The album gets off to an okay start with “No Friendly Neighbour”, but I can’t help but feel the following track, “No Place Like Home”, would’ve served as a better introduction to this unlikely collaboration. A stuttering guitar riff builds to one of the better choruses on the album, one I found myself humming to myself on a few occasions. The album’s lead single, “I See Lights”, grinds along at a slower pace but loses none of the heaviness, with Smith showing a willingness to take his playing into some darker, sludgy territory. Not sure what to think of the lyrics though (Smoke comes out that cafè / Got enough Euros and you'll get laid). 

“Bright As A Fire” only manages to live up to its name at the 3:45 mark, with some tremendous double-kicks and a thrash riff laying the foundation for an explosive solo. Unfortunately, getting to that point isn’t particularly interesting. It would’ve been nice to carry the momentum all the way through, but alas. It’s still worth a listen from that point to the end, though. 

The standout track on the album for me, “Tortured Tone”, is comparable to “No Place Like Home” in that they’re both the most “radio-friendly” tracks on the album. Whereas the latter goes for a straight-ahead rock approach, “Tortured Tone” is a little more ballad-y. A little cliché in it’s lyrical content, perhaps. But, with a hooky chorus bolstered by some fantastic backing vocals from Adrian, I find myself coming back to it more often than the rest. Add in some viola and female backing vocals for the last push, and you’ve won me over. 

“White Sheet Robes” chugs along at a moderate pace with Smith once again demonstrating he can do more than gallop. I get a Maiden vibe from the harmonized riffing in the chorus, and we get another stellar solo performance interlaced with Goodman’s vocals at about the midway point. Other moments on the album worth noting include the driving title track, and “Search For Bliss”, the latter featuring more killer vocals from both Goodman and Smith. 

The rest of the album is just kind of there, with “Savage World” and “Snake Ladders” failing to offer me any reason to go back to them. Goodman offers up a taste of his spoken word performances on “As Tears Come Falling From the Sky”, merely a set-up for “Awoken Broken”. The last track, “Mirror And The Moon”, is a mostly acoustic track that comes and goes without much offense, but the melodic motif begins to wear on me by about halfway through.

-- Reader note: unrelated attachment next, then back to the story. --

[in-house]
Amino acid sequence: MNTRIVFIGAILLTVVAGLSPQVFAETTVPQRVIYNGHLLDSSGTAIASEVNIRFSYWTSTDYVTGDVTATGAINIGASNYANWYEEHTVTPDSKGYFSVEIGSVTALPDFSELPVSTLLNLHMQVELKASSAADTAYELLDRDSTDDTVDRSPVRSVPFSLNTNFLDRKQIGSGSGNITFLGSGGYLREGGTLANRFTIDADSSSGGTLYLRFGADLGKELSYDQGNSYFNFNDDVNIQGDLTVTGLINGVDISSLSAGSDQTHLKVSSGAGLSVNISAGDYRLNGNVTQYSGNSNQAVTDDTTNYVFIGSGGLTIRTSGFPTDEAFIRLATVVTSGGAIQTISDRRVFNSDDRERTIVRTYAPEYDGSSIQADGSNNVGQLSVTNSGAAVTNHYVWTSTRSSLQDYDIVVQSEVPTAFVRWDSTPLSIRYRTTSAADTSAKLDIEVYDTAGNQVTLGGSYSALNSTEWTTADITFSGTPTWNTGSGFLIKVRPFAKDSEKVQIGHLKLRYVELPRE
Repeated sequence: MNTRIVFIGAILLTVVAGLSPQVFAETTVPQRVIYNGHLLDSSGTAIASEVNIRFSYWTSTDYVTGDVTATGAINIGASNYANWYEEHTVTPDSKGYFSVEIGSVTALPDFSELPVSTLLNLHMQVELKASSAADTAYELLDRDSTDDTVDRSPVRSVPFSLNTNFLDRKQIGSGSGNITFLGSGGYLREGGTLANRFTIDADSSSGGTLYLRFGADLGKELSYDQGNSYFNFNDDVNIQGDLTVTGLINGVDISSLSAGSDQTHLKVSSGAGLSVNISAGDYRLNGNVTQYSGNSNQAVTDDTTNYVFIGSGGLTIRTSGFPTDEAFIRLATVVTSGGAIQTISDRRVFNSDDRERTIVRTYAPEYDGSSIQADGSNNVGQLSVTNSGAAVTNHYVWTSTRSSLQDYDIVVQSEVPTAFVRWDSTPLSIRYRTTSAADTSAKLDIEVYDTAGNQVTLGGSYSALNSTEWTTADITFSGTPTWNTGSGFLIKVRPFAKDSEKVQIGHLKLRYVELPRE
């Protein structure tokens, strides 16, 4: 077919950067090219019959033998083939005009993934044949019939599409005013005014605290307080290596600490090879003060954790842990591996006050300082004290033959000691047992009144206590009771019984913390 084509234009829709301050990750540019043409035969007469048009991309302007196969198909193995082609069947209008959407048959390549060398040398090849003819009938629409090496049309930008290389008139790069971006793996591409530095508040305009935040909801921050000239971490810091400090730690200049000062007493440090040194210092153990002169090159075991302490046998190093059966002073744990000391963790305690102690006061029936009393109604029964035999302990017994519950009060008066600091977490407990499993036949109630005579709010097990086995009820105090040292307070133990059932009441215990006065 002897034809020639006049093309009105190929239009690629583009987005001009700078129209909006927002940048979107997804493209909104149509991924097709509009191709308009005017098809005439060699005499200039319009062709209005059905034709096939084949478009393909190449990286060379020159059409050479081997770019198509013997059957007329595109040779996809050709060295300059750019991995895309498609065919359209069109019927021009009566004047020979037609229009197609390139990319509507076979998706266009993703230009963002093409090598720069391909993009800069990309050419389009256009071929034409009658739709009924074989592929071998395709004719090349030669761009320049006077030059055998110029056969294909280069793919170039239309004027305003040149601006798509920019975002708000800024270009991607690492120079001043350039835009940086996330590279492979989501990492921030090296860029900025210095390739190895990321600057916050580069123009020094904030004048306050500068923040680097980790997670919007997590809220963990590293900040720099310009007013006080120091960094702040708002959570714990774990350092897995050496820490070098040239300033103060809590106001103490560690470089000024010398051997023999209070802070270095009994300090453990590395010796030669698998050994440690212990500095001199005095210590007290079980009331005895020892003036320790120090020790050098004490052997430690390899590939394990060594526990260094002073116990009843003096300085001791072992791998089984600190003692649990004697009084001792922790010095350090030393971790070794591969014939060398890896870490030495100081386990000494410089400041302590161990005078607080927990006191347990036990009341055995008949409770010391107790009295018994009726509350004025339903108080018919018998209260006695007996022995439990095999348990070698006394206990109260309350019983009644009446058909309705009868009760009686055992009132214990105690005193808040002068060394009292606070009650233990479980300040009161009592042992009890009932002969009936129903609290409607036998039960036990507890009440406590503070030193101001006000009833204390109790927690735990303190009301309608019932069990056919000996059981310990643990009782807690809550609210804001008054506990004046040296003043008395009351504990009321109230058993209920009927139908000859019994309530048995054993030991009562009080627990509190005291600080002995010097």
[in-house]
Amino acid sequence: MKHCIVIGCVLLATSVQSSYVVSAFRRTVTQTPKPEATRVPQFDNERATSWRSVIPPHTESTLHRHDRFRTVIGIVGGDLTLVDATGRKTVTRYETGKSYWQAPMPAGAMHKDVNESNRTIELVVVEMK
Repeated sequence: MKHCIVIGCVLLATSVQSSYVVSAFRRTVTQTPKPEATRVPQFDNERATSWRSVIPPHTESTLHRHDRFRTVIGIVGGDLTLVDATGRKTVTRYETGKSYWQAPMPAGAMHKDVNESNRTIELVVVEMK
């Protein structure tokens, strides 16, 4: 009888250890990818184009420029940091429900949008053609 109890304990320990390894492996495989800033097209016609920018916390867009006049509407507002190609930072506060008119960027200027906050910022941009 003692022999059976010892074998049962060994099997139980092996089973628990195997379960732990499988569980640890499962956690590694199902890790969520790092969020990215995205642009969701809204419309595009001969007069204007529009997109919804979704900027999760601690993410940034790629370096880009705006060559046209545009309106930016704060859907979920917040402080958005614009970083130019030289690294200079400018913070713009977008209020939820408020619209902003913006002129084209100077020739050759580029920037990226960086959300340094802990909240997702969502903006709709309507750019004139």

Overall, Awoken Broken will probably hold fractional appeal to anyone not already familiar with either Adrian or Mikee. As a diversionary side project however, and for someone who is as enamored with Adrian Smith as I am, it’s worth a listen. His playing takes some interesting turns here, and while I can’t say it works one hundred percent of the time, I admire his willingness to experiment with someone so far removed from Maiden’s realm. Give it a spin; just don’t go expecting a rebellion anytime soon. 

Verdict: Win [7.5/10] (ain't no place like home)

Erupted - In the Grip of Chaos (2012)

Based on what I've seen of the band's promo pictures, Erupted seems like a relatively young band of morgue dwellers, and In the Grip of Chaos is the Swedes' first album. I can only imagine what it must be like to live in one of those godly metal countries; for all the United States has contributed to the field, I'd be hard pressed to find a single younger guy (or girl) here in my Witch City neighborhood who listens to anything other than the usual Nicky Minaj or Lil' Wayne bullshit. For fuck's sake, I'd have to wander downtown during peak social hours before my radar could even spot a single damned Goth wannabe. If only the youngsters in this area grew up on fucking Grave, or Entombed...